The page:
Flannery O’Connor: Wise Blood

In Wise Blood, Flannery O’Connor takes the reader on a comically spiritual ride through the wreckage and muck of humanity- throwing in a gorilla suit for good measure.   She holds up a sign for American Christianity that says “Welcome to the Freak Show” – or at least it seems that way on the surface.  I sense she has a deeper meaning buried somewhere underneath everything.  A small introduction by the author in my edition reveals a few clues.

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O’Connor’s protagonist, Hazel Motes, reminds me of something C. S. Lewis wrote in his autobiography, Surprised By Joy.  As a young man, Lewis decided that God did not exist and he promptly became angry at God for not existing.  Motes strikes me as just such an angry young man.  He appoints himself preacher of the Church Without Christ and preaches on the hood of his Essex in front of movie theaters that his church has the better way: forget Jesus.  For Motes, Jesus is a “wragged figure swinging from tree to tree” and while Hazel promotes blasphemy as a better life, he can’t seem to shake the idea that he needs to pay some sort of penance – for something.  Guilt just doesn’t flee that easily.

Various secondary characters wander across Motes’ path.  Enoch Emery consistently proved to be my favorite.  An 18 year-old working at a zoo with a circus-like museum, Enoch chases a few women, drinks a few chocolate malts at a few drugstore counters and has a life change half-way through the novel.  While this change doesn’t get fleshed out in great detail, O’Connor manages to convey enough of Enoch’s change through his endeavor to polish his bed frame until he could see the gold.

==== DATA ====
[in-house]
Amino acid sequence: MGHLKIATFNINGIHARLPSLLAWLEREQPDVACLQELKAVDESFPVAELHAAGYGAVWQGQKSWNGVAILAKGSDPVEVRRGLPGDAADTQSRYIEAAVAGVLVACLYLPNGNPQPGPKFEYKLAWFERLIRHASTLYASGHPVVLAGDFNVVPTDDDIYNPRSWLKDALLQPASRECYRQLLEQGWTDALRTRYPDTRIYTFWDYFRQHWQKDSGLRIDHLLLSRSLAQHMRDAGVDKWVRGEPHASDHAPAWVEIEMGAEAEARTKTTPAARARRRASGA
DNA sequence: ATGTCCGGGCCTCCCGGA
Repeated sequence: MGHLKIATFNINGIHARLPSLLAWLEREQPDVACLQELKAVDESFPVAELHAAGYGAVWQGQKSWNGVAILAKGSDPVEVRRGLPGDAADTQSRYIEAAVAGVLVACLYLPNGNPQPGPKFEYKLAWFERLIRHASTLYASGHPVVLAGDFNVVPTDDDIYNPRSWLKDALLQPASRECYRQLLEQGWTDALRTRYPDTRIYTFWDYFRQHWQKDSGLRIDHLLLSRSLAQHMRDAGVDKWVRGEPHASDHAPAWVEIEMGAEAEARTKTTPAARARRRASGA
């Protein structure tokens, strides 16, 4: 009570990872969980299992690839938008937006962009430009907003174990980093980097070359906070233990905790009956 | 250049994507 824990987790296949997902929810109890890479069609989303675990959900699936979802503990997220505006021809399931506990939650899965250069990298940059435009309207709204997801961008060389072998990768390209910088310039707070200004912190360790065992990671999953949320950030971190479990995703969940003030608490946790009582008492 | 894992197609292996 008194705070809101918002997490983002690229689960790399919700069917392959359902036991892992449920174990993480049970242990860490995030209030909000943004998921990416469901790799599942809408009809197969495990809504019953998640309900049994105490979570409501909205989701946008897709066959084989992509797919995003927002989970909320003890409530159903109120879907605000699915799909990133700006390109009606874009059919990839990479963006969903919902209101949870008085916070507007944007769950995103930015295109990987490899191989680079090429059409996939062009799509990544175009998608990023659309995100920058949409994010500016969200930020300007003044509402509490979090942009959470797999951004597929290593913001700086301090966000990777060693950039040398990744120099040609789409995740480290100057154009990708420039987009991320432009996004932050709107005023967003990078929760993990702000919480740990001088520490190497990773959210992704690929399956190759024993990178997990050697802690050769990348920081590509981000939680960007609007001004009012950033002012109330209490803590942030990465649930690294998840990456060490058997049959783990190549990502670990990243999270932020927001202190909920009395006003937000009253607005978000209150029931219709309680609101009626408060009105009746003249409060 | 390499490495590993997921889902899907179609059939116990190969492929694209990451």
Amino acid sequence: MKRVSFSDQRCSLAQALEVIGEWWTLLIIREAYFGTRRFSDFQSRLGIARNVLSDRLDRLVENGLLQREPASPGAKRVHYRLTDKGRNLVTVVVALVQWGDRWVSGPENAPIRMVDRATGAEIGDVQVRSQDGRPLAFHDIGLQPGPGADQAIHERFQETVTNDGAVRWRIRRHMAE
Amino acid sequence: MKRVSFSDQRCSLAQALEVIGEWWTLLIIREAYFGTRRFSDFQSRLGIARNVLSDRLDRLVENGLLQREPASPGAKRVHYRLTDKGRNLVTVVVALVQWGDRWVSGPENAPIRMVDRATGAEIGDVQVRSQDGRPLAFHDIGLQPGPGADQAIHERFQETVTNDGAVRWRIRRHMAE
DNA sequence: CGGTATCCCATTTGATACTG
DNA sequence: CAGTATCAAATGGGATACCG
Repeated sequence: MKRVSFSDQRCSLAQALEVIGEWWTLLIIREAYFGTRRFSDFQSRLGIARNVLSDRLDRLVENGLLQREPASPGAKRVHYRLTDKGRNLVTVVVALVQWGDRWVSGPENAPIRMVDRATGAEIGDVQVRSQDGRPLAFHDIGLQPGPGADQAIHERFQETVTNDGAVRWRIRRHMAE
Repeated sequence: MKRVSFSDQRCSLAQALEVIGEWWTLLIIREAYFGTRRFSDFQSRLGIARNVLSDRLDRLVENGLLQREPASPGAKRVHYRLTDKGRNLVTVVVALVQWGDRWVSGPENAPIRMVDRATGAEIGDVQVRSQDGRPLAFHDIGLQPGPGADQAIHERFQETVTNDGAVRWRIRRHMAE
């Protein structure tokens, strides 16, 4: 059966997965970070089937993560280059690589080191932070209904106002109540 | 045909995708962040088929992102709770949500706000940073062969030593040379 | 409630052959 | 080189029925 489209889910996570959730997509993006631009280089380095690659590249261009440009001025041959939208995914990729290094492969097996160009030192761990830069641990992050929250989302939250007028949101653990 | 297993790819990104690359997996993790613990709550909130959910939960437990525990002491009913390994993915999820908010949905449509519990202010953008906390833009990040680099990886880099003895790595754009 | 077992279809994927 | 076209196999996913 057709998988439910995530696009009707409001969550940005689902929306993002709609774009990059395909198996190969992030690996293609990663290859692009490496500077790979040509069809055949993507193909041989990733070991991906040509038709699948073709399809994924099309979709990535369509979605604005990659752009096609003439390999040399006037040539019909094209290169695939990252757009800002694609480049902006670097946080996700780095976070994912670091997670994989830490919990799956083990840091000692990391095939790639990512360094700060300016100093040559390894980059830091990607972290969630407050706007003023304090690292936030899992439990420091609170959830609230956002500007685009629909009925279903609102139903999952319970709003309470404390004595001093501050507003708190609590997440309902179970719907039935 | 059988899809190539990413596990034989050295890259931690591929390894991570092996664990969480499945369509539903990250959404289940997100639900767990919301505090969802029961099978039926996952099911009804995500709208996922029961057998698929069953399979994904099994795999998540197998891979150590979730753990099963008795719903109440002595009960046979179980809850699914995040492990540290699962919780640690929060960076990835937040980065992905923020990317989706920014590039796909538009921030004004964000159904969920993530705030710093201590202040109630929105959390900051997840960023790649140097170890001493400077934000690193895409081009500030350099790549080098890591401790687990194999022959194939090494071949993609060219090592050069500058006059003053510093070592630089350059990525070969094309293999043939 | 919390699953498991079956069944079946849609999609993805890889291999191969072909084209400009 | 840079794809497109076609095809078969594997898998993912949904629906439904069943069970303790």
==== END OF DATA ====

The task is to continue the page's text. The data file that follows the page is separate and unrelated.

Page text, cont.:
Motes’ landlady, Mrs. Flood, enters the scene at the end of the story.  An older woman who eventually takes pity on Motes, in spite of her general lack of compassion, gives a running commentary on Motes.  The kind of commentary the reader has yet to encounter.  Pulling Mrs. Flood out of the blue would have ruined or at least bogged down another story but O’Connor pulls it off brilliantly.

I’m finding that Flannery O’Connor’s stories are almost always funny but almost never fun. I’ll be mulling this novel over in my mind for quite a while.  Did I mention the gorilla suit?

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2 responses to “Flannery O’Connor: Wise Blood

  1. Hi Dale,
    “almost always funny but almost never fun” – that’s a perfect, succinct way of summing up O’Connor’s work. At least the stories I’ve read. I congratulate you on making it through an entire book of hers – I’ve always thought her style was best taken in small doses. This book sounds intriguing though; perhaps I should give it a try.
    -Jay

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